8. Steve permalink
    November 11, 2019 1:20 pm

    Boris’s political declaration commits the UK to upholding the Paris Agreement. Any deviation and we’re up before the European Court with eco loon judges specially selected.

    • Gerry, England permalink
      November 11, 2019 1:56 pm

      Should we move on to negotiating a free trade agreement then you can be absolutely certain that all the green BS will be in there to prevent us getting an advantage should we have a government not made up of retards at some point in the future. The Ultra Bexit morons should note that had we taken the sensible option of joining efta and remaining in the EEA, not only would have left the EU already but all the environmental stuff does not apply.

  9. Gamecock permalink
    November 11, 2019 2:59 pm

    ‘Only 28 European Union nations and 7 others will reduce emissions by at least 40% by 2030’

    If they thought it important, they’d do it NOW.

    ‘Because of the reversal in federal policy, the report ranks the U.S. pledge as insufficient.’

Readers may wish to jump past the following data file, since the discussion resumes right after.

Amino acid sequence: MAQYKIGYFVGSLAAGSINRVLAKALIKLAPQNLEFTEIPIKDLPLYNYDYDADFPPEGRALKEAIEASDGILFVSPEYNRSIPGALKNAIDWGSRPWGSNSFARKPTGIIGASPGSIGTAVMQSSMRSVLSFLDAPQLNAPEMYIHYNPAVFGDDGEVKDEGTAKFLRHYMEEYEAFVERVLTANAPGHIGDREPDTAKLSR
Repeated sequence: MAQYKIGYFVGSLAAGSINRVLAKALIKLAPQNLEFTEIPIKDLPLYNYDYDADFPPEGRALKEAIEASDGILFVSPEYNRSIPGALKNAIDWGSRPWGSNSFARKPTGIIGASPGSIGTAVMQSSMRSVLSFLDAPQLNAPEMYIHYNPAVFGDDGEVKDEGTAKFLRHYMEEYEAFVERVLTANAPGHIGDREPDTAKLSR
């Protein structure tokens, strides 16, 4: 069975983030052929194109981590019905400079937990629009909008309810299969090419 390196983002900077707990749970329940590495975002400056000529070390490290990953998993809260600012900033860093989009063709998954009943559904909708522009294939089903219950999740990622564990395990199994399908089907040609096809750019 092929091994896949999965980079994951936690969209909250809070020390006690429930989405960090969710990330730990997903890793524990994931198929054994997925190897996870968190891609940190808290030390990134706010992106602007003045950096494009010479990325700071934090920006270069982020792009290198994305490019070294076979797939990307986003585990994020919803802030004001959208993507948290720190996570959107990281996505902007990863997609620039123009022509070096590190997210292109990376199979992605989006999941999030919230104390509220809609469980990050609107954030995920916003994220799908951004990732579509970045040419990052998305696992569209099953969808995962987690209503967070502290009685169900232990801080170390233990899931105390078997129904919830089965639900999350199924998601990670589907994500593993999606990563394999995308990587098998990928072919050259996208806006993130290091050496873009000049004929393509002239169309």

The U.S. has actually reduced emissions, unlike the rest of the cabal.

    ‘U.S., second top emitter, has reversed key national policies to combat climate change’

    So, it is the policies that are important, not actual emissions. It’s hard to get to global socialist government when the U.S. and the formerly Great Britain refuse to go along.

  10. November 12, 2019 11:29 am

    “Almost 75% of 184 Paris Agreement pledges were judged insufficient to slow climate change”

    Only 75%???
    Try 100%

    Where is the evidence that temperature is responsive to emissions?

    Other than carbon budgets that is
    https://tambonthongchai.com/2019/11/08/remainingcarbonbudget/

Comments are closed.

%d bloggers like this: